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Regulating AI to Protect Insurance Customers

Amarnath Suggu

Artificial intelligence (AI) has become all-pervasive and an integral part of our lives that it is hard to imagine any new product or service that does not feature AI. Insurance is no different. Today, AI is increasingly used to identify prospective customers, assess risk, determine premiums, and improve claim experience. However, the usage of AI can have adverse effects if it exhibits bias or is misused. Therefore, insurers should be aware of the numerous legal and ethical problems they might face as a result.

Risk and Compliance Implications of AI

A model’s outcome is determined by the variables used, training data, and the extent of testing performed during its development. The risks can be broadly classified into:

Training risks: If the models are not trained comprehensively, their decisions could be biased and impact a select few based on protected attributes. As a result, the model could either reject claims or charge higher premiums incorrectly.

Security risks: Computer vision algorithms that assess claim damage, text classifiers that detect fraud in documents, and speech recognition systems in contact centers can be compromised if testing is not adequate.

Data privacy risks: Using personally identifiable information (PII) or sensitive attributes of customer data without consent violates data privacy laws. Similarly, facial recognition systems are considered a threat to individual privacy and a violation of fundamental rights.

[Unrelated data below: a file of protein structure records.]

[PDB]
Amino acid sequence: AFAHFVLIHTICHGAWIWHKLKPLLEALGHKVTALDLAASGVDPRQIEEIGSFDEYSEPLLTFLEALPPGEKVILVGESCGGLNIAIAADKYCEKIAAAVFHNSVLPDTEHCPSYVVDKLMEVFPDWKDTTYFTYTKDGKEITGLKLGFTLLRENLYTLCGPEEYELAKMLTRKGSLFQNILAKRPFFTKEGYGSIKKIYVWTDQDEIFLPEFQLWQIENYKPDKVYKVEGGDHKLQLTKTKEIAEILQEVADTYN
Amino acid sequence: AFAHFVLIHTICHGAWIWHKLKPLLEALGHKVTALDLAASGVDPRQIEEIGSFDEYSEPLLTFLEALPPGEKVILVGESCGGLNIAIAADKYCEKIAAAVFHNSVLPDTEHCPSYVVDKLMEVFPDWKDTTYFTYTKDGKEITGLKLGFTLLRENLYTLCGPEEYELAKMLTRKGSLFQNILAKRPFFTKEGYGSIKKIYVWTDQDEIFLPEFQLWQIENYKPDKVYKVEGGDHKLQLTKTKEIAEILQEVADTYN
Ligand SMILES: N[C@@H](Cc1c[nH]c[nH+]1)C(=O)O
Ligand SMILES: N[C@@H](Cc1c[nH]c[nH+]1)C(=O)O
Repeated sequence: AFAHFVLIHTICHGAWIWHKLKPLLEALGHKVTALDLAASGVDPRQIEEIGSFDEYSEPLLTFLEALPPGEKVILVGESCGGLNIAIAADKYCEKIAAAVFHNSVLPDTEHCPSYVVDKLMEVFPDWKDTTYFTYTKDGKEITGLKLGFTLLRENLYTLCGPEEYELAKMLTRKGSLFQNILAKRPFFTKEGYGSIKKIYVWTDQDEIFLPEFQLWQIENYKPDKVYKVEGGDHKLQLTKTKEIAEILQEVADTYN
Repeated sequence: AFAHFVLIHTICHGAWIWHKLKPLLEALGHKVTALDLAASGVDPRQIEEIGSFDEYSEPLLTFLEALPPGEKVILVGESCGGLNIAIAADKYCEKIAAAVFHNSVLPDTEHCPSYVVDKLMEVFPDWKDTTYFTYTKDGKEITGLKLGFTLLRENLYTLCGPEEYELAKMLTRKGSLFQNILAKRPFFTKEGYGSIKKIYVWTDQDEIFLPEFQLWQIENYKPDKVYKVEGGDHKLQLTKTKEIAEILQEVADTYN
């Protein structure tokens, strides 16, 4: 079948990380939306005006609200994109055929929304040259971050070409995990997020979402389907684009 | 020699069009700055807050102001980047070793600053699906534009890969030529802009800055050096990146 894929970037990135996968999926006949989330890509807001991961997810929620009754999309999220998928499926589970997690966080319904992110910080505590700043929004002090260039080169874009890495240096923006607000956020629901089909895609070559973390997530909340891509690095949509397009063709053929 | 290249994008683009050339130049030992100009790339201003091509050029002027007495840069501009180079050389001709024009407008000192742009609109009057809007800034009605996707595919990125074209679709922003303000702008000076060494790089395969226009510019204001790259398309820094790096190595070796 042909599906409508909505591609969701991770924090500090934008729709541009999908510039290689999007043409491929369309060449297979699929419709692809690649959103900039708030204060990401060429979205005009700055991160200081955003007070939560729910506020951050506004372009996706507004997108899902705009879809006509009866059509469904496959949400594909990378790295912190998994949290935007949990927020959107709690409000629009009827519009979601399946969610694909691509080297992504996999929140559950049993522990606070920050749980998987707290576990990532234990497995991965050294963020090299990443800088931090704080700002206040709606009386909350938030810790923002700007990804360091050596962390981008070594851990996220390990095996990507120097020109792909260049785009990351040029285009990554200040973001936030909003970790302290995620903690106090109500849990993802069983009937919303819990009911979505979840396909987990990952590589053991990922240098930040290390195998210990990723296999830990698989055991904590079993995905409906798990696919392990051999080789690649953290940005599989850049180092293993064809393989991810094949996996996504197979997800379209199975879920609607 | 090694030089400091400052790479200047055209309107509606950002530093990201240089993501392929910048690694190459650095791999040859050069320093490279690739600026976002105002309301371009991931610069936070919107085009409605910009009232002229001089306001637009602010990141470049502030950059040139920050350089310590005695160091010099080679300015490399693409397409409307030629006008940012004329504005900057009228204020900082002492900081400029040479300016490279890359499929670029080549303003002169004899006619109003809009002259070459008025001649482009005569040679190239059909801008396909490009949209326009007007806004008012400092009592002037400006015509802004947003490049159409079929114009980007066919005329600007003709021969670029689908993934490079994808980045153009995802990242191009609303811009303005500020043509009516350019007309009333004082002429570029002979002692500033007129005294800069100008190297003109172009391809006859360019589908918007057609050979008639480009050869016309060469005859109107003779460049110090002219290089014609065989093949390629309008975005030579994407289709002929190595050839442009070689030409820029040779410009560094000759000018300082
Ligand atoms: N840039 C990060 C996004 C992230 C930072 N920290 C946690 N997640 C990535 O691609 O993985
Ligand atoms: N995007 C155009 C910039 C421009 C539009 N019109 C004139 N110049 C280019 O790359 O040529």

These risks can be a legal nightmare and raise various questions about the usage of AI by insurers.

Regulation and guidelines on AI usage

While only a few AI applications have been regulated, most remain unregulated and are only driven by guidelines. The regulations also vary from one region to another.

Data related:

AI-relevant data privacy has the highest number of laws. The EU’s GDPR (2018), The California Consumer Privacy Act (2020), The Personal Information Protection Law (2020) in China, the Personal Data Protection Act (2020) in Singapore, and The Digital Charter Implementation Act (2020) of Canada are few of the regulations that protect the privacy and personal data of citizens and consumers.

Algorithm related:

Although there has been a lot of hue and cry on addressing AI bias, most countries only have draft regulation proposals.

In the US, the Algorithmic Accountability Act drafted in 2019 never passed the senate, while the Algorithmic Justice and Online Platform Transparency Act (May 2021) is still awaiting approval. The upcoming AI Bill of Rights aims to protect consumers and give them a right to transparency and explainability. The bill also aims at making AI-enabled systems more accountable. Unlike the Federal government, many states in the US have enacted AI laws. California’s Automated Decision Systems Accountability Act and Illinois’s Artificial Intelligence Video Interview Act, to name a few.